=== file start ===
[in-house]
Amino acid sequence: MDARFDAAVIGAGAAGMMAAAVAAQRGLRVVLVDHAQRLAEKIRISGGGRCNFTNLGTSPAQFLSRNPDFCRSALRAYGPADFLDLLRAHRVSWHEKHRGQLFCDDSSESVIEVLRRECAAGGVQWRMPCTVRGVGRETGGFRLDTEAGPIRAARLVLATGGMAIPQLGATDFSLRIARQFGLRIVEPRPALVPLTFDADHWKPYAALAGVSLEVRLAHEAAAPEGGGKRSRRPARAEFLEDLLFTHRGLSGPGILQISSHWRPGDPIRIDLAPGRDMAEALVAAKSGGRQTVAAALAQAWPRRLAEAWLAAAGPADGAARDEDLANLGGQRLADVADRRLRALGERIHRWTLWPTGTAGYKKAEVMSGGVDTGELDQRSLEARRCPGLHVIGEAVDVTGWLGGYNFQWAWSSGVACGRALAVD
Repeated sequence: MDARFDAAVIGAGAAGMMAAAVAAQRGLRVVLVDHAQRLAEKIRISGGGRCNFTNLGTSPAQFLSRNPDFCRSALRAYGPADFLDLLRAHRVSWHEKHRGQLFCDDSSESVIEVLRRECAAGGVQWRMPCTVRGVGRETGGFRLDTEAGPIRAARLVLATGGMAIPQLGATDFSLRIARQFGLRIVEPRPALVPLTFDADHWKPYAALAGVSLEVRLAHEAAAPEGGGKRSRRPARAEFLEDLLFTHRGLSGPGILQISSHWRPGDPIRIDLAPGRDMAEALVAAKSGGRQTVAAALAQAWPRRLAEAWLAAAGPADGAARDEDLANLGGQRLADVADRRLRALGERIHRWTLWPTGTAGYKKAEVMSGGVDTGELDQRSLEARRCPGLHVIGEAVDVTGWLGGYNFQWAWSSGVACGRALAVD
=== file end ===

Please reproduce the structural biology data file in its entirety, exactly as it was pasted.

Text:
[in-house]
Amino acid sequence: MDARFDAAVIGAGAAGMMAAAVAAQRGLRVVLVDHAQRLAEKIRISGGGRCNFTNLGTSPAQFLSRNPDFCRSALRAYGPADFLDLLRAHRVSWHEKHRGQLFCDDSSESVIEVLRRECAAGGVQWRMPCTVRGVGRETGGFRLDTEAGPIRAARLVLATGGMAIPQLGATDFSLRIARQFGLRIVEPRPALVPLTFDADHWKPYAALAGVSLEVRLAHEAAAPEGGGKRSRRPARAEFLEDLLFTHRGLSGPGILQISSHWRPGDPIRIDLAPGRDMAEALVAAKSGGRQTVAAALAQAWPRRLAEAWLAAAGPADGAARDEDLANLGGQRLADVADRRLRALGERIHRWTLWPTGTAGYKKAEVMSGGVDTGELDQRSLEARRCPGLHVIGEAVDVTGWLGGYNFQWAWSSGVACGRALAVD
Repeated sequence: MDARFDAAVIGAGAAGMMAAAVAAQRGLRVVLVDHAQRLAEKIRISGGGRCNFTNLGTSPAQFLSRNPDFCRSALRAYGPADFLDLLRAHRVSWHEKHRGQLFCDDSSESVIEVLRRECAAGGVQWRMPCTVRGVGRETGGFRLDTEAGPIRAARLVLATGGMAIPQLGATDFSLRIARQFGLRIVEPRPALVPLTFDADHWKPYAALAGVSLEVRLAHEAAAPEGGGKRSRRPARAEFLEDLLFTHRGLSGPGILQISSHWRPGDPIRIDLAPGRDMAEALVAAKSGGRQTVAAALAQAWPRRLAEAWLAAAGPADGAARDEDLANLGGQRLADVADRRLRALGERIHRWTLWPTGTAGYKKAEVMSGGVDTGELDQRSLEARRCPGLHVIGEAVDVTGWLGGYNFQWAWSSGVACGRALAVD